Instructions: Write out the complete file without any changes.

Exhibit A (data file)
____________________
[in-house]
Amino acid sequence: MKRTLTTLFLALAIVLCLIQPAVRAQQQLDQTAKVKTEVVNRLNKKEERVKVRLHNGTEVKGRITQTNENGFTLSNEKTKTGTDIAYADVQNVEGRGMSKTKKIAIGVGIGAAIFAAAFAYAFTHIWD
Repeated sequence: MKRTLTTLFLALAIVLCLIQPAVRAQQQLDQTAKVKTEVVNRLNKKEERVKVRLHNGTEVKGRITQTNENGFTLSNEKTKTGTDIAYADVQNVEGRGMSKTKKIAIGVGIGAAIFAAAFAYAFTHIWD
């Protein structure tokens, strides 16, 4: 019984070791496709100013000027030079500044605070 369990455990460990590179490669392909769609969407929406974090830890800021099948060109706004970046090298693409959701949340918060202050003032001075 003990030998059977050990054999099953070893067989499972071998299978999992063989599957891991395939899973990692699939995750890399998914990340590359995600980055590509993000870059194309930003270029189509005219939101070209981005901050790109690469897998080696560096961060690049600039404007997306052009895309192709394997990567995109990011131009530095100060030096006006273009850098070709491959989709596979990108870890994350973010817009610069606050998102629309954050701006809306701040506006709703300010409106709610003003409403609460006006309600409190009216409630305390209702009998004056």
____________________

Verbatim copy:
[in-house]
Amino acid sequence: MKRTLTTLFLALAIVLCLIQPAVRAQQQLDQTAKVKTEVVNRLNKKEERVKVRLHNGTEVKGRITQTNENGFTLSNEKTKTGTDIAYADVQNVEGRGMSKTKKIAIGVGIGAAIFAAAFAYAFTHIWD
Repeated sequence: MKRTLTTLFLALAIVLCLIQPAVRAQQQLDQTAKVKTEVVNRLNKKEERVKVRLHNGTEVKGRITQTNENGFTLSNEKTKTGTDIAYADVQNVEGRGMSKTKKIAIGVGIGAAIFAAAFAYAFTHIWD
């Protein structure tokens, strides 16, 4: 019984070791496709100013000027030079500044605070 369990455990460990590179490669392909769609969407929406974090830890800021099948060109706004970046090298693409959701949340918060202050003032001075 003990030998059977050990054999099953070893067989499972071998299978999992063989599957891991395939899973990692699939995750890399998914990340590359995600980055590509993000870059194309930003270029189509005219939101070209981005901050790109690469897998080696560096961060690049600039404007997306052009895309192709394997990567995109990011131009530095100060030096006006273009850098070709491959989709596979990108870890994350973010817009610069606050998102629309954050701006809306701040506006709703300010409106709610003003409403609460006006309600409190009216409630305390209702009998004056």